During the school year, pastor Steve Burnette spends time every week with his “reading buddy” at a local elementary school.
“It’s amazing how you can become a strong voice in these children’s lives [by being] an adult who cares and demonstrates love to them just 30 minutes a week,” said Burnette.
Burnette’s church, First Baptist of Williston, just finished its third year of a ministry that pairs adult volunteers with first-graders who are below reading level. The program, called “Reading Buddies,” is about more than literacy, he said. It also builds important relationships that convey love and support from the community.
Burnette’s student buddy, whom he describes as sweet and “a bright light,” lives with his single-parent mom, a grandmother and several siblings.
“I told him if he made a certain grade on a test he was taking, I’d come by the school and have lunch with him,” said Burnette. “He did well, so I brought a Happy Meal to celebrate together. When he realized I was going to the other side of the table, he came around so that he could sit beside me.”
Reading Buddy volunteers are encouraged to build relationships with their students, and Burnette asks church members to intentionally connect with their buddies’ families. The children are invited to church events, and some volunteers include their buddies in family activities such as going to the zoo.
One day, Burnette asked his buddy to draw a picture of his family as a way for him to learn more about them. The boy drew stick figures on the paper. As Burnette asked about each figure, the boy shared something special about them.
“We went through his family, but there was one more stick figure in the picture,” Burnette said. “I asked who the extra person was, and he said it was me. Already, he was including me as someone important in his life.”
First Baptist Williston reached 23 students through the Reading Buddy program last year. Burnette said school administrators reported that all the students improved their reading skills, and some increased their standardized reading test scores by as much as 30 points from fall to spring testing. The principal and teachers have requested Reading Buddies for students in all grades.
Community members are beginning to volunteer, including a 90-year-old woman who last year met with two different buddies. “She has a passion for these kids, and that’s all it takes,” said Burnette. “If you can listen to a first-grader read to you, and you have a love for the people Jesus died for and can pass a background check, then you have all the necessary qualifications to become a Reading Buddy.”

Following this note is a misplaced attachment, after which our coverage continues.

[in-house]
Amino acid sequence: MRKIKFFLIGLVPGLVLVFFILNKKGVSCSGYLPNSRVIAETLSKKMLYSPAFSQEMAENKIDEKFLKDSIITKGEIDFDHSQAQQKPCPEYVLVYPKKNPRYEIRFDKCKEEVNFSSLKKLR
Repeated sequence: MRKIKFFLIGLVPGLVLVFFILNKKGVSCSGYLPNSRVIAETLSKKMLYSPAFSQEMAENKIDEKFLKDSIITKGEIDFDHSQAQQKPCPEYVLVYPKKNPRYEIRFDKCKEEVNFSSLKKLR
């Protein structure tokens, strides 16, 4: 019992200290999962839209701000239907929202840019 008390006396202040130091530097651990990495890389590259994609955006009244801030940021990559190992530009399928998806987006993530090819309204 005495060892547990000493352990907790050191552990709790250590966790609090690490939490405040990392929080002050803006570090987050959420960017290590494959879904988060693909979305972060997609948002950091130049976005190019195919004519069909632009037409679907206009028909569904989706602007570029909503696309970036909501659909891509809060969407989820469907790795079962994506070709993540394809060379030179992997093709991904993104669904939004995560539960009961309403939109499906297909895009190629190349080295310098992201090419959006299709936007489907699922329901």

Volunteers are coached not to walk into the school preaching the gospel, but they can walk in acting like Jesus, Burnette said. That posture allowed for him to share the real meaning of Christmas with his buddy, his first introduction to the gospel.
According to Emory Hiott, education catalyst with the evangelism team of the South Carolina Baptist Convention, First Baptist Church of Williston, a small congregation of about 100 members, is an example of a church impacting its community through service.
“They are loving their community with the outstretched arms of Christ,” said Hiott. “So many beautiful relationships have been formed because of their willingness to cross the street and ask, ‘How can we help?’”
Said Burnette: “I’m seeing our people live life on mission, and the community is becoming open to our loving them. Sooner or later, as God is working with people, they will think, ‘God, I need you.’ Their next thought may be, ‘First Baptist is a church that has loved us.’”
“Reading Buddies has reoriented my life out of a Christian bubble to begin to see people as God sees them,” said Burnette. “They are the reason I’m here.”
“And, on a personal satisfaction level, I’ve learned that engaging individuals enlarges my heart. I now have a kid I wouldn’t have otherwise known who will run up and hug me if I see him on the street. That alone is witness to the gospel.”
— Julia Bell writes for the South Carolina Baptist Convention.